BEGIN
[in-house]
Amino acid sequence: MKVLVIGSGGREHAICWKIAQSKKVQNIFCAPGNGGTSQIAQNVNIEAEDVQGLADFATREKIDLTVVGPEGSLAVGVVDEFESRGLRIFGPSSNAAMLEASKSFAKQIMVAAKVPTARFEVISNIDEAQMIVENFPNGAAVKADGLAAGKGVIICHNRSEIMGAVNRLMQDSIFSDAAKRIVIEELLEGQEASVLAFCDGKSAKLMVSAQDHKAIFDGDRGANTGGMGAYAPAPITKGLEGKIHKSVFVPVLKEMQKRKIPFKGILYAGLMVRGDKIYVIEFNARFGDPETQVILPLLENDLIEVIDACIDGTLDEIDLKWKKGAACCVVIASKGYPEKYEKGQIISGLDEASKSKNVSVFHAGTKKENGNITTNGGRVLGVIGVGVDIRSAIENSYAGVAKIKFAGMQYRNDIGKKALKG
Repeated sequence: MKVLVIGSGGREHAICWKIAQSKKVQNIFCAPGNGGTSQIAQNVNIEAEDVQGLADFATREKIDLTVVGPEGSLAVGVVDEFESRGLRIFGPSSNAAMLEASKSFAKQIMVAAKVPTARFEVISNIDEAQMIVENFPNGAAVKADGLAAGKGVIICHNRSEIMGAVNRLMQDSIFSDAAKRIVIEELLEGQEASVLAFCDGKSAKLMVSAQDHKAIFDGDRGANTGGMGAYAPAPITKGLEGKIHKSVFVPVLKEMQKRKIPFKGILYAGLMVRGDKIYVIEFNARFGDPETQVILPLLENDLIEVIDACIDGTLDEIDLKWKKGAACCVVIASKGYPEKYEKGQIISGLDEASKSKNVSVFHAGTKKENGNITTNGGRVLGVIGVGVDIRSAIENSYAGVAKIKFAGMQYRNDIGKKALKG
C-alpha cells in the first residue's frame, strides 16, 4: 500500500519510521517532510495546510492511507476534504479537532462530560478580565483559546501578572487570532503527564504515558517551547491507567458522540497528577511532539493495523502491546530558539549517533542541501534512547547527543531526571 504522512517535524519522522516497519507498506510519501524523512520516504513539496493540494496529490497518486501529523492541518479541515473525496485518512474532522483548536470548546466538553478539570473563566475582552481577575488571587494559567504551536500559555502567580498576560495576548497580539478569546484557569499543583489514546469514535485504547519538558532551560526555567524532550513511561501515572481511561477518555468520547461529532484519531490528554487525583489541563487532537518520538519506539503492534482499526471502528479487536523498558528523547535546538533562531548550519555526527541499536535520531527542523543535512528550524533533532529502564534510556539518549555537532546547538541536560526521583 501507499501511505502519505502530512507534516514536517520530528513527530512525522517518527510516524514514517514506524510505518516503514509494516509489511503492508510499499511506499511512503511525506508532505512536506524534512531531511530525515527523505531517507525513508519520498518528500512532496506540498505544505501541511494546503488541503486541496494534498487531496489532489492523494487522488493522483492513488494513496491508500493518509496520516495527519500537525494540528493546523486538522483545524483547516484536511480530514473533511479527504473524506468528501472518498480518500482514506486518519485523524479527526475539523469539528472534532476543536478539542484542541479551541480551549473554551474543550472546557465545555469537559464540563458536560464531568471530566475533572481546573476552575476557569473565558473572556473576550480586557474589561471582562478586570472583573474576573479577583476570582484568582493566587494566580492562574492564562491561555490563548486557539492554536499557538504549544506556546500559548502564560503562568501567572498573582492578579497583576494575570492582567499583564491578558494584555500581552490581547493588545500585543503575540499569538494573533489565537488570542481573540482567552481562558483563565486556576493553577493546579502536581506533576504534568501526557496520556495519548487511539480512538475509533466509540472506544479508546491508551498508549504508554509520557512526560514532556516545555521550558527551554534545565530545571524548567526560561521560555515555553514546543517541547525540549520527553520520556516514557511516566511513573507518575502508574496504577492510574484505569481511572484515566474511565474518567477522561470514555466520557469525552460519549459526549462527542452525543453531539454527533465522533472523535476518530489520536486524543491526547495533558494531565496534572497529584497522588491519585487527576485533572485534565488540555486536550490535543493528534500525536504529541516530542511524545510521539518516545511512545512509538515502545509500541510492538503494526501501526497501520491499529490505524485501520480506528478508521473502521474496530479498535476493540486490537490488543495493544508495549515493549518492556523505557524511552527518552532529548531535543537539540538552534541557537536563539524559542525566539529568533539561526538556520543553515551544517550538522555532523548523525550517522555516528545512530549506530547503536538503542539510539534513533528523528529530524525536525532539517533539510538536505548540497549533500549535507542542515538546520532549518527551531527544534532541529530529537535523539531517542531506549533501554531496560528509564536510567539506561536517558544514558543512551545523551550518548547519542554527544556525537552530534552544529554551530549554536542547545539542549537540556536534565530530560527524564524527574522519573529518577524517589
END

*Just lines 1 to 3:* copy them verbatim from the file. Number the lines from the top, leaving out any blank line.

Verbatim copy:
[in-house]
Amino acid sequence: MKVLVIGSGGREHAICWKIAQSKKVQNIFCAPGNGGTSQIAQNVNIEAEDVQGLADFATREKIDLTVVGPEGSLAVGVVDEFESRGLRIFGPSSNAAMLEASKSFAKQIMVAAKVPTARFEVISNIDEAQMIVENFPNGAAVKADGLAAGKGVIICHNRSEIMGAVNRLMQDSIFSDAAKRIVIEELLEGQEASVLAFCDGKSAKLMVSAQDHKAIFDGDRGANTGGMGAYAPAPITKGLEGKIHKSVFVPVLKEMQKRKIPFKGILYAGLMVRGDKIYVIEFNARFGDPETQVILPLLENDLIEVIDACIDGTLDEIDLKWKKGAACCVVIASKGYPEKYEKGQIISGLDEASKSKNVSVFHAGTKKENGNITTNGGRVLGVIGVGVDIRSAIENSYAGVAKIKFAGMQYRNDIGKKALKG
Repeated sequence: MKVLVIGSGGREHAICWKIAQSKKVQNIFCAPGNGGTSQIAQNVNIEAEDVQGLADFATREKIDLTVVGPEGSLAVGVVDEFESRGLRIFGPSSNAAMLEASKSFAKQIMVAAKVPTARFEVISNIDEAQMIVENFPNGAAVKADGLAAGKGVIICHNRSEIMGAVNRLMQDSIFSDAAKRIVIEELLEGQEASVLAFCDGKSAKLMVSAQDHKAIFDGDRGANTGGMGAYAPAPITKGLEGKIHKSVFVPVLKEMQKRKIPFKGILYAGLMVRGDKIYVIEFNARFGDPETQVILPLLENDLIEVIDACIDGTLDEIDLKWKKGAACCVVIASKGYPEKYEKGQIISGLDEASKSKNVSVFHAGTKKENGNITTNGGRVLGVIGVGVDIRSAIENSYAGVAKIKFAGMQYRNDIGKKALKG